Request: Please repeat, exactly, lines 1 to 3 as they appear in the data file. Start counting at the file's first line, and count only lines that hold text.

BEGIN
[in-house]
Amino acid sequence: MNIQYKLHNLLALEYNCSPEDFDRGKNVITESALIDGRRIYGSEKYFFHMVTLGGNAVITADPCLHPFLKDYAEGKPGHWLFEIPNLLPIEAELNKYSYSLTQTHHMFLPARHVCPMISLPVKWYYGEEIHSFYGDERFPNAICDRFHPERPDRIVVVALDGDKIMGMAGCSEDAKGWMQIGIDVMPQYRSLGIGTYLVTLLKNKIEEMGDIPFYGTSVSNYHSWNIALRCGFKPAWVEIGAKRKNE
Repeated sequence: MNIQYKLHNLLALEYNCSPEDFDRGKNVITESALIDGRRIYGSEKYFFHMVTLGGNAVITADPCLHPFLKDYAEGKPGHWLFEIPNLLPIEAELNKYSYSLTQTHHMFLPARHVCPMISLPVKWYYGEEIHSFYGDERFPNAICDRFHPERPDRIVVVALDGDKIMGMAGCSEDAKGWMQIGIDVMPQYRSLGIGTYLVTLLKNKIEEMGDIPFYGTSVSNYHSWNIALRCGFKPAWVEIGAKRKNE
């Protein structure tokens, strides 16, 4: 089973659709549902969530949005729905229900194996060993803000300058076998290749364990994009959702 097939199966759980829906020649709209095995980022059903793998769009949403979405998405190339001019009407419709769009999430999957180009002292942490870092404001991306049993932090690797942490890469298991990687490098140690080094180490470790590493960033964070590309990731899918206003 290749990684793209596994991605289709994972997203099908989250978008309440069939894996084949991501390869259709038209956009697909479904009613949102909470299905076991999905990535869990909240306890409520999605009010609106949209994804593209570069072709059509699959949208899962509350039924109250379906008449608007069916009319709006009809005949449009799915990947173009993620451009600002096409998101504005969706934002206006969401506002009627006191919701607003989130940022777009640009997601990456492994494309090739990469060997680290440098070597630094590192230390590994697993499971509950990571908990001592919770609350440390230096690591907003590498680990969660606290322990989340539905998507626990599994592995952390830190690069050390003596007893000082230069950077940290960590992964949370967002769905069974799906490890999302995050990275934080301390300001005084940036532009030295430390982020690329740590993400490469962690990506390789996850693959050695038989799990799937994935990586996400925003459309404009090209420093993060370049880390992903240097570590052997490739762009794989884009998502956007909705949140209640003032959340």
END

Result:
[in-house]
Amino acid sequence: MNIQYKLHNLLALEYNCSPEDFDRGKNVITESALIDGRRIYGSEKYFFHMVTLGGNAVITADPCLHPFLKDYAEGKPGHWLFEIPNLLPIEAELNKYSYSLTQTHHMFLPARHVCPMISLPVKWYYGEEIHSFYGDERFPNAICDRFHPERPDRIVVVALDGDKIMGMAGCSEDAKGWMQIGIDVMPQYRSLGIGTYLVTLLKNKIEEMGDIPFYGTSVSNYHSWNIALRCGFKPAWVEIGAKRKNE
Repeated sequence: MNIQYKLHNLLALEYNCSPEDFDRGKNVITESALIDGRRIYGSEKYFFHMVTLGGNAVITADPCLHPFLKDYAEGKPGHWLFEIPNLLPIEAELNKYSYSLTQTHHMFLPARHVCPMISLPVKWYYGEEIHSFYGDERFPNAICDRFHPERPDRIVVVALDGDKIMGMAGCSEDAKGWMQIGIDVMPQYRSLGIGTYLVTLLKNKIEEMGDIPFYGTSVSNYHSWNIALRCGFKPAWVEIGAKRKNE